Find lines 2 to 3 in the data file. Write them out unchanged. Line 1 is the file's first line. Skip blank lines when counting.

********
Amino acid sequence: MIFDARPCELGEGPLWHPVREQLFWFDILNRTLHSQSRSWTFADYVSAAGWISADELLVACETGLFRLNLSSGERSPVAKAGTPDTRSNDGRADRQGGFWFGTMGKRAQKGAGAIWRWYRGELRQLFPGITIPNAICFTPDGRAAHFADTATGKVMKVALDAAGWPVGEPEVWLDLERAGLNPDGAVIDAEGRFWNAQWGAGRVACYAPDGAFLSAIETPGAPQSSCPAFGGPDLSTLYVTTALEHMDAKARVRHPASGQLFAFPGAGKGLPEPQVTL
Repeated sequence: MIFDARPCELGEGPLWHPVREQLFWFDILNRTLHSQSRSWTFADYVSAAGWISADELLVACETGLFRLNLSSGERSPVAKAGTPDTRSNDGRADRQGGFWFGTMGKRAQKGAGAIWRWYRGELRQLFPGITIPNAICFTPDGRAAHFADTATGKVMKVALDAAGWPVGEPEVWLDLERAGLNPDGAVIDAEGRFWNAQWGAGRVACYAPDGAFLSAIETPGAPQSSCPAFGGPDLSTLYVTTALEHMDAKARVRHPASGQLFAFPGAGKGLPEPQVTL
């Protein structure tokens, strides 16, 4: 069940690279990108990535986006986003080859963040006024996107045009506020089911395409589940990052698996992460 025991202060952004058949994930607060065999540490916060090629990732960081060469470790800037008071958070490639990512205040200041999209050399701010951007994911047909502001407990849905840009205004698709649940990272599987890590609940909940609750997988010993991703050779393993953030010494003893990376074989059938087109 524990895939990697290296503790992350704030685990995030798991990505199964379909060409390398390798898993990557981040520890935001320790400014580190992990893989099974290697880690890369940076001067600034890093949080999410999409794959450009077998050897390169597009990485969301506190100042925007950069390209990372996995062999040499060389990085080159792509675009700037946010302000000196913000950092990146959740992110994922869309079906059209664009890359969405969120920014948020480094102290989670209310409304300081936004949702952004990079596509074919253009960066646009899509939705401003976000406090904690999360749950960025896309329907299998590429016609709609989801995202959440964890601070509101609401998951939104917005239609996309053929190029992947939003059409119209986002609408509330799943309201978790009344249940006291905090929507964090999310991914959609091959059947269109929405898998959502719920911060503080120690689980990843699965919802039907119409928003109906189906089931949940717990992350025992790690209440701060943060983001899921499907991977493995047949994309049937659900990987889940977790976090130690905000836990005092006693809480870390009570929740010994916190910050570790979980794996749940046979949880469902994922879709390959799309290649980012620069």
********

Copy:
Repeated sequence: MIFDARPCELGEGPLWHPVREQLFWFDILNRTLHSQSRSWTFADYVSAAGWISADELLVACETGLFRLNLSSGERSPVAKAGTPDTRSNDGRADRQGGFWFGTMGKRAQKGAGAIWRWYRGELRQLFPGITIPNAICFTPDGRAAHFADTATGKVMKVALDAAGWPVGEPEVWLDLERAGLNPDGAVIDAEGRFWNAQWGAGRVACYAPDGAFLSAIETPGAPQSSCPAFGGPDLSTLYVTTALEHMDAKARVRHPASGQLFAFPGAGKGLPEPQVTL
């Protein structure tokens, strides 16, 4: 069940690279990108990535986006986003080859963040006024996107045009506020089911395409589940990052698996992460 025991202060952004058949994930607060065999540490916060090629990732960081060469470790800037008071958070490639990512205040200041999209050399701010951007994911047909502001407990849905840009205004698709649940990272599987890590609940909940609750997988010993991703050779393993953030010494003893990376074989059938087109 524990895939990697290296503790992350704030685990995030798991990505199964379909060409390398390798898993990557981040520890935001320790400014580190992990893989099974290697880690890369940076001067600034890093949080999410999409794959450009077998050897390169597009990485969301506190100042925007950069390209990372996995062999040499060389990085080159792509675009700037946010302000000196913000950092990146959740992110994922869309079906059209664009890359969405969120920014948020480094102290989670209310409304300081936004949702952004990079596509074919253009960066646009899509939705401003976000406090904690999360749950960025896309329907299998590429016609709609989801995202959440964890601070509101609401998951939104917005239609996309053929190029992947939003059409119209986002609408509330799943309201978790009344249940006291905090929507964090999310991914959609091959059947269109929405898998959502719920911060503080120690689980990843699965919802039907119409928003109906189906089931949940717990992350025992790690209440701060943060983001899921499907991977493995047949994309049937659900990987889940977790976090130690905000836990005092006693809480870390009570929740010994916190910050570790979980794996749940046979949880469902994922879709390959799309290649980012620069």